• hepatitis B virus;
  • hepatitis D virus;
  • prevalence;
  • superinfection.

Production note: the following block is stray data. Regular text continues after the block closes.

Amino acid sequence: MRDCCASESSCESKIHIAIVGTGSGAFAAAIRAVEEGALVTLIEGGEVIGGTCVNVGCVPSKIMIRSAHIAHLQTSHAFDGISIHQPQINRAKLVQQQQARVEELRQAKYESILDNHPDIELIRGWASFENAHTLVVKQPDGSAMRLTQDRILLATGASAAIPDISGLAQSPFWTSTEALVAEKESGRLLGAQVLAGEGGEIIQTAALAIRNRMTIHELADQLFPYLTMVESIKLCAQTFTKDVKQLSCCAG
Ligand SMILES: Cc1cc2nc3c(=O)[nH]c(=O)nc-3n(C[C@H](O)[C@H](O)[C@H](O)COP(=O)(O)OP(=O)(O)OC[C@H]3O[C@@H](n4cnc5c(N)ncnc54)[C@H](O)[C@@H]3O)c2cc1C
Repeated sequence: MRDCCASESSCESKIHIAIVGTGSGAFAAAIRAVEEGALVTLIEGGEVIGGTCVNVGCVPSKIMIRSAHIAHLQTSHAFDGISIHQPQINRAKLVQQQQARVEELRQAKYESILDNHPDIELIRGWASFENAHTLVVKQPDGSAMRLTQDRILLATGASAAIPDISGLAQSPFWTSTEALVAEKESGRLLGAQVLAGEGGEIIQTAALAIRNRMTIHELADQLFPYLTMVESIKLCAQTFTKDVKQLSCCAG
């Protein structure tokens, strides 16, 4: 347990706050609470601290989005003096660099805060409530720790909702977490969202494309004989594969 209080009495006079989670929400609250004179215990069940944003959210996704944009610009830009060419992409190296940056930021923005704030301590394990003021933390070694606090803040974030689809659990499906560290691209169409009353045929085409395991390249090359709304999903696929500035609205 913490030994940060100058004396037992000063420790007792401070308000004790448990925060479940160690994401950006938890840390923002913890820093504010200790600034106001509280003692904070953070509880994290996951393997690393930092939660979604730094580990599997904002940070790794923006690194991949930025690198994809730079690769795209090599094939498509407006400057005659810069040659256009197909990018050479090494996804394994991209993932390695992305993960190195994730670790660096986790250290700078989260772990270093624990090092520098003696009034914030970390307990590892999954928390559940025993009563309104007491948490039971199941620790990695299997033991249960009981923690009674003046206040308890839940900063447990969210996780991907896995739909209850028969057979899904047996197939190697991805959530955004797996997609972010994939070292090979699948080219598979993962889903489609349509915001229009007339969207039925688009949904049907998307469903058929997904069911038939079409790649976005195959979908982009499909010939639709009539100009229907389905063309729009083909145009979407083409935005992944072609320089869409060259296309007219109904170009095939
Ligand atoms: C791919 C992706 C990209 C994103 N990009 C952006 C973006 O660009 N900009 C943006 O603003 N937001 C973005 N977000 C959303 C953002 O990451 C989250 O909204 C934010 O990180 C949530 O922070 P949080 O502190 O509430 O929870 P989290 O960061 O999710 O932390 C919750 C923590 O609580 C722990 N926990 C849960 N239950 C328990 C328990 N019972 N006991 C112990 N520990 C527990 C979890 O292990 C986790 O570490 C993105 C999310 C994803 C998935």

Superinfection of hepatitis D virus (HDV) among hepatitis B virus (HBV) carriers is mainly through heterosexual contact in Taiwan. This study investigated the change of HDV endemicity and its associated contributory factors. Seventy-seven patients with acute HDV superinfection among 527 consecutive exacerbating hepatitis B surface antigen (HBsAg) carriers were identified over the past 12 years. The prevalence decreased significantly by each 3-year period from June 1983 to May 1995 (23.7, 15.5, 13.1 and 4.2%, respectively, P < 0.001). This trend was more significant in the hepatitis B e antigen (HBeAg)-negative group (P < 0.001) than in the HBeAg-positive group (P=0.073). Subjects with a history of paid sex and prostitutes were also recruited for analysis both in 1989 and 1996. Although not statistically significant, there was a trend showing a decrease in the prevalence of serum antibody against HDV (anti-HDV) in each risk group: it was lower in 1996 among HBsAg-positive brothel-goers (10.3 vs 6.9%), licensed prostitutes (54.5 vs 50%) and unlicensed prostitutes (36.1 vs 30.8%). Accumulation of anti-HDV-positive subjects in risk groups may mask the actual decrease of new HDV-infected cases. The prevalence of the HBsAg carrier rate among all prostitutes has significantly decreased (18.3 vs 12.2%, P=0.015). The efficacy of each preventive strategy was examined and mapped with the trend. It was concluded that active preventive measures directed against promiscuity and sexually transmitted disease and the promotion of disposable needles may have contributed to the decrease in HDV endemicity.